Searching over 5,500,000 cases.

Buy This Entire Record For $7.95

Download the entire decision to receive the complete text, official citation,
docket number, dissents and concurrences, and footnotes for this case.

Learn more about what you receive with purchase of this case.

In re Mya C.

Court of Appeals of Nebraska

November 17, 2015


Page 57

[Copyrighted Material Omitted]

Page 58

[Copyrighted Material Omitted]

Page 59

[Copyrighted Material Omitted]

Page 60

Appeal from the Separate Juvenile Court of Lancaster County: REGGIE L. RYDER, Judge.

Laura A. Lowe, P.C., for appellant.

Joe Kelly, Lancaster County Attorney, and Lory A. Pasold for appellee.



Page 61

[23 Neb.App. 385] Riedmdmann, Judge.


David M., Sr. (David), appeals from the order of the juvenile court for Lancaster County, Nebraska, terminating his parental rights to his minor children, LaToya M. and David M., Jr. (David Jr.). After our de novo review of the record, we reverse, and remand for further proceedings.


This case began as an educational neglect case against David's partner, Ann B., because her oldest daughter, Mya C., had missed an impermissible number of days of school. When the educational neglect case began in the fall of 2012, Ann and David lived together with Ann's two children from a prior relationship, Mya and Tyrone C., and the couple's young [23 Neb.App. 386] daughter, LaToya. After " Intensive Family Preservation" workers with the Department of Health and Human Services (the Department) began observing the home, they became concerned that both Ann and David were neglecting all three children. The affidavit for temporary custody noted that during drop-in visits, the children wore the same dirty clothes for multiple days in a row, David yelled and used threatening language toward the children, and the parents left Mya in timeouts for extended periods of time. Personnel from the Department observed the home to be very dirty. They also received reports that Mya did not have enough food and had to sleep on the floor.

Removal of Children.

On February 14, 2013, the juvenile court granted temporary custody of Mya, Tyrone, and LaToya to the Department and ordered that the children be removed from the home. LaToya was 18 months old at the time of her removal. The next day, the State filed a supplemental petition adding allegations against David. The supplemental petition alleged in relevant part that on one or more occasions since at least December 2012:

a) [David] failed to provide a safe, suitable, and stable living environment for the minor children;

b) . . . [T]he minor children ha[d] been observed to be wearing the same dirty clothes multiple days in a row; [and]

c) [David had] been verbally, emotionally and/or physically abusive to the minor children or a sibling of the minor children.

Ann and David pleaded no contest to the charges.

In April 2013, David Jr. was born to Ann and David. The State immediately removed him from his parents' care and placed him in the temporary custody of the Department. Ann ultimately relinquished her parental rights to all four children. Accordingly, this appeal pertains only to David's parental rights to LaToya and David Jr.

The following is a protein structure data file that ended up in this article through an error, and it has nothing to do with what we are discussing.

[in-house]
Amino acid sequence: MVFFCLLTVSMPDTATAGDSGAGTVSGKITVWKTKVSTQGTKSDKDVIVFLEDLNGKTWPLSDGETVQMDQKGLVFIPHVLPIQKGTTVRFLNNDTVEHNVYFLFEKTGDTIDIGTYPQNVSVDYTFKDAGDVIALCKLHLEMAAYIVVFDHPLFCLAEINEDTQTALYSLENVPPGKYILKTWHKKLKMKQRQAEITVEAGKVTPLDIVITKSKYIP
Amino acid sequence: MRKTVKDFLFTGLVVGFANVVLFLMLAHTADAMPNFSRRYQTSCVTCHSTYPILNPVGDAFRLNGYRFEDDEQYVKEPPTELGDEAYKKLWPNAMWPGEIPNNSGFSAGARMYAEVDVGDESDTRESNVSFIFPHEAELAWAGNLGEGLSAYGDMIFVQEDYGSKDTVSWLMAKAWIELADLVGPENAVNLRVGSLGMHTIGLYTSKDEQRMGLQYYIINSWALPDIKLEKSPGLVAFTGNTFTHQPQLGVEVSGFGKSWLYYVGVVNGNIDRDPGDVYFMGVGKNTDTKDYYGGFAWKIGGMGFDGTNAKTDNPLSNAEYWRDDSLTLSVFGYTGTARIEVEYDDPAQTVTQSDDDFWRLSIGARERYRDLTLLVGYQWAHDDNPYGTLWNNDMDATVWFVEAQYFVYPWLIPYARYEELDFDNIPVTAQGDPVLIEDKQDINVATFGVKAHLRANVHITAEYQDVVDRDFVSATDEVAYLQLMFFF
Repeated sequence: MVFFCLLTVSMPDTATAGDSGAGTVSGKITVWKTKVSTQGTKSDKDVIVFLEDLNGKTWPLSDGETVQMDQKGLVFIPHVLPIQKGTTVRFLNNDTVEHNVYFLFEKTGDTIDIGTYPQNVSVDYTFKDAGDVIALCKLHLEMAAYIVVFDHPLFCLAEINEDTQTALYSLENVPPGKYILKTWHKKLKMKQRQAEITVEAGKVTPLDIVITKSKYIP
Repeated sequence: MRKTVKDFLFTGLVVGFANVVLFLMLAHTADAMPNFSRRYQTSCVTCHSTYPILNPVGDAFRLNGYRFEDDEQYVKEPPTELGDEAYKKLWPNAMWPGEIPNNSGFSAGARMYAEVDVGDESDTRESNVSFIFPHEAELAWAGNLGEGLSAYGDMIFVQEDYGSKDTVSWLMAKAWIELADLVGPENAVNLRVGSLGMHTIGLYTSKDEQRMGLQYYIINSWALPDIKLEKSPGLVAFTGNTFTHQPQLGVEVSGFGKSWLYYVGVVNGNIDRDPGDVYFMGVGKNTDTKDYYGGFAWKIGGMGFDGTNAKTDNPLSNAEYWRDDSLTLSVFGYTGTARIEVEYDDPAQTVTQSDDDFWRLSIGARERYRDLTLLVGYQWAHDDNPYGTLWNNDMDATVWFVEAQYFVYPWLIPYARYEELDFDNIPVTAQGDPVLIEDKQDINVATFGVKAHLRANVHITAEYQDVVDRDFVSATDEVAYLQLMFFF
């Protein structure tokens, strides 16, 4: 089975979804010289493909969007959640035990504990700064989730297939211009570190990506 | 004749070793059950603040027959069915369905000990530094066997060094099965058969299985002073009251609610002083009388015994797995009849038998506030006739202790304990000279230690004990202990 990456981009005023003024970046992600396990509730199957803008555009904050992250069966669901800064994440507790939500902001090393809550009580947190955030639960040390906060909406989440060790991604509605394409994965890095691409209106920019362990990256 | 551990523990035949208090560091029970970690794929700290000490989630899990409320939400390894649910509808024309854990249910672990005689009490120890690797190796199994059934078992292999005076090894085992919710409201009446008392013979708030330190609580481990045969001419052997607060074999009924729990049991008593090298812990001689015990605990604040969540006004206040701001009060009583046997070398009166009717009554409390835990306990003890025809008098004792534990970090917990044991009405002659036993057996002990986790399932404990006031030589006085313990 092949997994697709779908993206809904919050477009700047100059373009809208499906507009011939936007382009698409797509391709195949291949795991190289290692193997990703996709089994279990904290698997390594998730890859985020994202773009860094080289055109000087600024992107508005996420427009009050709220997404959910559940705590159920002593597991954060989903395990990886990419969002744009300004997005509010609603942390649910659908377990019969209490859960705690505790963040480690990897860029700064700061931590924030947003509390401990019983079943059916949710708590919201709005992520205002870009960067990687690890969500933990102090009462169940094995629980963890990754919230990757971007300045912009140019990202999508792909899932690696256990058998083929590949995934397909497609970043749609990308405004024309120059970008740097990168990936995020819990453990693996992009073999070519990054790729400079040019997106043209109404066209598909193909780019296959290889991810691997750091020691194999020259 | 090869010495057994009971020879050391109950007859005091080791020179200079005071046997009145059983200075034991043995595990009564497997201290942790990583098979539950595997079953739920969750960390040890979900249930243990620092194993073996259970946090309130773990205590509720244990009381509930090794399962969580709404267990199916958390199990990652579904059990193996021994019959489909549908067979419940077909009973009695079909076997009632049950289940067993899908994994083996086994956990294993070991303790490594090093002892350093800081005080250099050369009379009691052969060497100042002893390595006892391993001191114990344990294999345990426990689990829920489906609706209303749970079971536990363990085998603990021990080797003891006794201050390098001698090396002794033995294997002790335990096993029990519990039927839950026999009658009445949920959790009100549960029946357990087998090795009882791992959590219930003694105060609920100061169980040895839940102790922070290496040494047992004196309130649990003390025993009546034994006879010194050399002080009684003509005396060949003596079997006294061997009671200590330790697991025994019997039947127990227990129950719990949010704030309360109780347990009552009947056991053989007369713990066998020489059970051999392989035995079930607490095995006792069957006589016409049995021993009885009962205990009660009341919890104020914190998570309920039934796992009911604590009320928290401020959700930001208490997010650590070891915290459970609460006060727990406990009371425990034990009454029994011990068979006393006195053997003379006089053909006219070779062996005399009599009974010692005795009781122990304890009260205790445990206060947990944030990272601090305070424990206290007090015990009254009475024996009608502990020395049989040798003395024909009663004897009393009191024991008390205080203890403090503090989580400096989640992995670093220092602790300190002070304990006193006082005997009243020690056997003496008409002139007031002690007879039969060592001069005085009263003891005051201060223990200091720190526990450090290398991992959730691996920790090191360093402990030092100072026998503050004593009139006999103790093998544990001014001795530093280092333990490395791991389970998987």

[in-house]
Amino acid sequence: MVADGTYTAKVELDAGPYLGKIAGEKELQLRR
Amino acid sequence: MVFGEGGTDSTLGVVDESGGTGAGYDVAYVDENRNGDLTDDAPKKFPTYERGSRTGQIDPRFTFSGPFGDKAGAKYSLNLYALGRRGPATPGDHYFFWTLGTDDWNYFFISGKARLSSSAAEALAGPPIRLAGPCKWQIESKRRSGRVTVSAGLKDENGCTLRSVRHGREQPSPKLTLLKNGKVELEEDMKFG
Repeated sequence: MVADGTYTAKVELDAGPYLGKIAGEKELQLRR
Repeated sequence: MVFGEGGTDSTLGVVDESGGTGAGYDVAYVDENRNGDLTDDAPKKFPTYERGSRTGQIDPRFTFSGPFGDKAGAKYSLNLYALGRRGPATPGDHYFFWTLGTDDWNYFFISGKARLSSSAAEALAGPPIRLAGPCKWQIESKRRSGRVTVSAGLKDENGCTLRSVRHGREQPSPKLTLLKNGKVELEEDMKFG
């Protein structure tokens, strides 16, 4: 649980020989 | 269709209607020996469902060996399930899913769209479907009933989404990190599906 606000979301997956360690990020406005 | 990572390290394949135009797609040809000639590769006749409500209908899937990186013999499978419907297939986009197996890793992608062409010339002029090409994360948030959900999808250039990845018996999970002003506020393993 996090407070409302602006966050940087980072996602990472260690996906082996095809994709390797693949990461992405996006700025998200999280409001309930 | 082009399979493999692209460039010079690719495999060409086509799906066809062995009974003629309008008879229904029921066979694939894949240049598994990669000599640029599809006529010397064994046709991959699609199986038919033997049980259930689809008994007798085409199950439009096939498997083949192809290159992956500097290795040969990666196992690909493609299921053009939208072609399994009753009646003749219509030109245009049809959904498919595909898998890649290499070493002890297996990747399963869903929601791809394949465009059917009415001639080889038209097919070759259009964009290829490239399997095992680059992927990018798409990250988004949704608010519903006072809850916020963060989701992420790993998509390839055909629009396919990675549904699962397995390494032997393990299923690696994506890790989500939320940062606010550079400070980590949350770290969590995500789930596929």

[23 Neb.App. 387] Case Plan.

At a review hearing in June 2013, the court ordered in relevant part that David participate in mental health counseling to address anger issues, that he participate in family therapy with Ann to address relationship and coparenting issues, that he participate in a budget management course, and that Ann and David have reasonable

Page 62

rights of supervised parenting time as arranged by the Department. The court order also allowed for monitored parenting time to be arranged with 10 days' notice.

The Department chose Dr. James Carmer for David's therapy. Due to coordination issues between the Department's providers, his therapy did not begin until September 2013. At the termination hearing, Dr. Carmer testified that David participated in 27 individual sessions and that his therapy was ongoing. Dr. Carmer stated that David has made good progress on issues, including anger management, coping skills, emotional management, and appreciating other people's perspectives. Dr. Carmer opined that David has become more cooperative, less threatened by authority, and better able to manage his emotions and " problem solve" in a parenting context. Dr. Carmer explained that David has benefited from a parenting approach called Common Sense Parenting that he learned from his " family parenting partner." Although Dr. Carmer has not personally observed David with the children and has only reviewed visitation notes, he testified based on the notes and David's progress in therapy that ...

Buy This Entire Record For $7.95

Download the entire decision to receive the complete text, official citation,
docket number, dissents and concurrences, and footnotes for this case.

Learn more about what you receive with purchase of this case.